One of the more attention-getting displays of opposition to the clerical regime in
Tehran was the Iranian national soccer team’s failure to sing their national anthem at its opening match of the World Cup in Qatar. That silent signal of support for the demonstrations has raised concerns that the players might be punished upon return after the world’s biggest sporting event.

The Norway-based Iran Human Rights organization last week reported to the U.N. Human Rights Council in Geneva that the toll of demonstrators killed since the start of the unrest was at least 416. Other sources count the dead as 450 or more.

The scope of the fatal crackdown inspired a rare vote among the U.N. rights agency to investigate Iranian forces’ alleged violations of the protesters’ rights. The vote passed 25-6 on Thursday with 16 abstentions. The  47-member council includes some of the most repressive countries in the world: Russia, Cuba, Venezuela and Saudi Arabia among them.

“I think that at one moment or another they will realize that the Iranians across the world are asking for change and their demands for change are directly linked to human rights because they would like to see a different situation in their country,” Council President Federico Villegas said in an interview with CNN International after the vote.

“Iranian officials will not be able to perpetrate this violent crackdown anonymously,” Michele Taylor, the U.S. ambassador to the rights council, told journalists. “The international community is watching.”

Iranian Interior Minister Ahmad Vahidi announced ahead of the vote that the government was planning its own inquiry to “pursue the rights of the victims of the recent incidents and riots,” meaning the police and IRGC forces injured in their work to crush the protests.

Rob Malley, U.S. special envoy for Iran, tweeted a denunciation of the Iranian regime’s brutality against protesters in response to a CNN investigation documenting “unspeakable acts of sexual violence” against protesters in detention.

“It’s a reminder of what is at stake for the Iranian people – and of the lengths to which the regime will go in its futile attempt to silence dissent,” Malley wrote last week.

U.S. and European states have imposed sanctions on Iranian officials and entities seen as complicit in the abuse. Those punitive actions are unlikely to have much influence on the clerics and Islamic jurists in power and are seen more as Western countries’ recognition that they have nothing to lose in criticizing the regime. Tehran quit sending negotiators to talks in Vienna over the summer that were aimed at reviving the nuclear agreement broken by former President Donald Trump in 2017. The regime has also announced that it is enriching weapons-grade uranium in violation of the pact.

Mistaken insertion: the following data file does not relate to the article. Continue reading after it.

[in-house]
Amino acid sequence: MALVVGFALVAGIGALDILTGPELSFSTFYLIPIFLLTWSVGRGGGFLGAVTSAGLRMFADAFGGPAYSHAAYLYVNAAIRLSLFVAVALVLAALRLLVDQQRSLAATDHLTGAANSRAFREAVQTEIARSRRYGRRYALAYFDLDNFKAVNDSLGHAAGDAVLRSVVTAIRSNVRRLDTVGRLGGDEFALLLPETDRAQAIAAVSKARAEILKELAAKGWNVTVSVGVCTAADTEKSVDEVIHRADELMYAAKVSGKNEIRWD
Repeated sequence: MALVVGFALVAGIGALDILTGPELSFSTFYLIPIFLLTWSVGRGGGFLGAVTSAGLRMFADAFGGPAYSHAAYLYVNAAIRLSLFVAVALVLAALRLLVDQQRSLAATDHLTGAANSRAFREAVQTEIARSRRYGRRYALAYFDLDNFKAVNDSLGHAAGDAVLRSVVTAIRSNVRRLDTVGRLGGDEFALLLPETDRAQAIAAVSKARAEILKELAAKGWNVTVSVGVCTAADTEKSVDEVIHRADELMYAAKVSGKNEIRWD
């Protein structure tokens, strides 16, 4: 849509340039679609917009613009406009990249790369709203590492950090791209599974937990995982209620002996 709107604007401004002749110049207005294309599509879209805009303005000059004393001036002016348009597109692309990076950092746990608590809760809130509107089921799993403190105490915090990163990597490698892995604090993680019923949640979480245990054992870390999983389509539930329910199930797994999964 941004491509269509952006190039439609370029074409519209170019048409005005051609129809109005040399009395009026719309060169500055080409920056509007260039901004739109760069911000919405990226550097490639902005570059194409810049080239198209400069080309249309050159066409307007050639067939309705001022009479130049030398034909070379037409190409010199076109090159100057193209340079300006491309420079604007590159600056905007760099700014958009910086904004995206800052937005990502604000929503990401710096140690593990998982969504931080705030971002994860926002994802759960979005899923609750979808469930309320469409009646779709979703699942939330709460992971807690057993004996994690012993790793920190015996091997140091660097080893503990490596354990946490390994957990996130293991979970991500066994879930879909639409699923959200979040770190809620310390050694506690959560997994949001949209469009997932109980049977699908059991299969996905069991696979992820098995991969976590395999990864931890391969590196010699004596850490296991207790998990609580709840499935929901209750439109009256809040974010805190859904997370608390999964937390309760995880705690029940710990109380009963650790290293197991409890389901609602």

President Joe Biden predicted last month that the Iranian protesters would succeed this time in gaining freedom from the oppressive Islamic regime. U.S. Secretary of State Antony Blinken has reached out to Iranian American activists to ask their advice on aiding the protesters back in their homeland. One issue brought to his attention has been the need to provide trustworthy hospital emergency room personnel and ambulance drivers as news reports have documented cases of injured protesters being jailed after seeking treatment.

A common thread among those hopeful that, unlike the stifled Green Movement, the female-driven emphasis of the protests incited by Amini’s death will mobilize a broader and more determined push for greater rights and freedoms for Iranians.

“No one can predict whether the movement in Iran will succeed or whether the ruling regime will prevail,” three women academics with expertise in human rights and Iranian politics write in the current issue of Foreign Affairs. “Some changes now seem inevitable. The sense of the regime’s invincibility, and women’s marginalization from politics, has been shattered. But the struggle against patriarchal policies and values will likely continue regardless of what happens. Even if the protests do not lead to the collapse of the regime, the current cries for “Woman, life, freedom!” may have already shifted the social and political landscape.”



Carol J Williams
Carol J Williams
Carol J. Williams is a retired foreign correspondent with 30 years' reporting abroad for the Los Angeles Times and Associated Press. She has reported from more than 80 countries, with a focus on USSR/Russia and Eastern Europe.